Is sibling rivalry to blame for the fall of California megachurch the Crystal Cathedral? According to the youngest son of Crystal Cathedral Ministries founder the Rev. Robert H. Schuller, rivalry among the minister's children is what may have finally brought the financially-troubled church to its knees.
Robert A. Schuller, the Schullers' only son, alleges that during the time of his transition to leadership of the Crystal Cathedral in 2006, his sisters took advantage of their faither's struggle with dementia to gain greater control of the ministry.
"They didn't want to be accountable to me, their brother," Schuller said in a recent interview. "So they took steps into their own hands to make sure that they had job security."
"My sisters were able to manipulate that because of his mental capacities," he claimed.
The Crystal Cathedral ministry was founded five decades ago as a start-up congregation in a Garden Grove, Calif., drive-in movie theater. The Rev. Schuller's ministry eventually became one of America's most noteable megachurches with a congregation that had up to 10,000 members at the height of its popularity.
Schuller's recognition enabled him to become a worldwide figure for the evangelical community and one of the most prominent pastors of his time as he oversaw the opulent, $18 million Crystal Cathedral church.
But it was when the father of five began struggling with dementia that the ministry began tearing at the seams due to an alleged sibling rivalry among his children, says the younger Schuller.
Robert A. Schuller transitioned into the role of senior pastor at Crystal Cathedral following his father's 2006 retirement. He was set to become his father's heir to the ministry, preaching to millions worldwide, until he abruptly retired in 2008.
The younger Schuller's retirement came as church leaders, including the Rev. Schuller, envisioned a different direction for the ministry and made the decision to have multiple Sunday preachers.
The sudden transition into a multiple-preacher church left a gaping hole for the youngest Schuller's role within the ministry, which he believes was in actuality implemented and pushed for by his three older sisters. The former senior pastor also claims his brothers-in-law were involved in the implementation of the change.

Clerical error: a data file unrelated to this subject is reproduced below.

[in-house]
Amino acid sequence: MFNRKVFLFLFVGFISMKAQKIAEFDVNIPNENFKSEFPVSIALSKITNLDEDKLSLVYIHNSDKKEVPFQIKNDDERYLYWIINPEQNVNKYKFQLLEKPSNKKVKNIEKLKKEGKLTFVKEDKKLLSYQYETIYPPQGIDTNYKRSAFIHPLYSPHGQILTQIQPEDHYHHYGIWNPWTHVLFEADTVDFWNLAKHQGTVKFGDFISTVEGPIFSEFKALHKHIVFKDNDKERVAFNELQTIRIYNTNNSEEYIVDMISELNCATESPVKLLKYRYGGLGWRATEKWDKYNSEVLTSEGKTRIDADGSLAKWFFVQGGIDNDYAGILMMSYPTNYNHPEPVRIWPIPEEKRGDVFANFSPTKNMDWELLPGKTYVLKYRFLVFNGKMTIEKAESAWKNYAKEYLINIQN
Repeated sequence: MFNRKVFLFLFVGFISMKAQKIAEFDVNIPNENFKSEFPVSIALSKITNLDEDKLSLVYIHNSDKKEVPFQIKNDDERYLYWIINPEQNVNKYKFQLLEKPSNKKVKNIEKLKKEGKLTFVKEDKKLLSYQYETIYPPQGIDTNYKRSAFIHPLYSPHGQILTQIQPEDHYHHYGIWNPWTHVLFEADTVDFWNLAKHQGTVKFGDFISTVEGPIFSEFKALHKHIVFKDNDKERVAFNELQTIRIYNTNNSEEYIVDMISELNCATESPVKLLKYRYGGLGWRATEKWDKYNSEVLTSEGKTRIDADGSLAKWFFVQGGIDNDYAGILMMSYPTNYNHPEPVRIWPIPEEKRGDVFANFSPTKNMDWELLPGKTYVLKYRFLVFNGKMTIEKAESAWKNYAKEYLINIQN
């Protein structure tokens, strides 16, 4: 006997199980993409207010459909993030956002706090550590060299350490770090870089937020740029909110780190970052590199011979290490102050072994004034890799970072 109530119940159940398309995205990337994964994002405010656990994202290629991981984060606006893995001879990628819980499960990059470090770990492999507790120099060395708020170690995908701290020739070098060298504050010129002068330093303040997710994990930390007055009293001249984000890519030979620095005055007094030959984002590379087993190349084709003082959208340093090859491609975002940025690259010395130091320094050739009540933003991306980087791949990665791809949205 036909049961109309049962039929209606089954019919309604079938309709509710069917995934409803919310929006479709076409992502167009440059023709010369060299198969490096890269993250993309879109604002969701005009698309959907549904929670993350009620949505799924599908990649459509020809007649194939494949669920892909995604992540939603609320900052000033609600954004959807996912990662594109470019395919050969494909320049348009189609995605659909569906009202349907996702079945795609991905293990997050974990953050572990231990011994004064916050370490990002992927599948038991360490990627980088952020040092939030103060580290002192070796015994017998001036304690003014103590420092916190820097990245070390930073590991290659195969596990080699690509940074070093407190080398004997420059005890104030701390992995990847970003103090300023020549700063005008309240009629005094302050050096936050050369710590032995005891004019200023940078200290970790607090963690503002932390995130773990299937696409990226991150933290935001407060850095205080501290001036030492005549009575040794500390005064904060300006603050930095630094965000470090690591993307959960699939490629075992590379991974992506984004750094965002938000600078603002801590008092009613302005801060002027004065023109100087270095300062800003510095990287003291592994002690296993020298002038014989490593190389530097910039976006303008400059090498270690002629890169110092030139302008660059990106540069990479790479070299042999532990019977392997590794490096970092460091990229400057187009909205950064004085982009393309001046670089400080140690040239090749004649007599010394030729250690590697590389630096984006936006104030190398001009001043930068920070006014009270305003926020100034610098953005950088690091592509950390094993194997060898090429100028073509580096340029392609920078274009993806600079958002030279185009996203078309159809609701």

Although Schuller, who is now chairman of Comstar Media Fund, shared in the recent interview that he holds no grudges against his family and has since reconnected with his parents and sisters, he believes that the sibling rivalry was ultimately responsible for "the demise of the ministry."
Indeed, in the younger Schuller's absence, Crystal Cathedral Ministries underwent a highly public bankruptcy, was sold to the Roman Catholic Diocese of Orange County, and most recently, lost all associations with the Schuller family.
Just last week, a highly public dispute between the church board and the Schullers regarding intellectual property rights, as well as financial and theological concerns saw every remaining member of the Schuller family depart from the church, which is now led by John Charles.
In addition, the church's most recent senior pastor, Sheila Schuller Coleman departed from the ministry along with loyal members of the congregation to form a new church, the Hope Center of Christ, which held its first service at a movie theater this past weekend and will reportedly hold future services at a local hotel.
The Crystal Cathedral will continue to carry out normal worship services and also air its popular "Hour of Power" segment, but observers have said that the loss has signaled the end of an era in which the Schuller's reigned over Orange County's evangelical Christian community.
"I miss being the senior pastor of Crystal Cathedral," Robert A. Schuller told The Christian Post last year. "Since I have left it has been very sad for me to see what has been happening and to witness the current circumstances of the cathedral."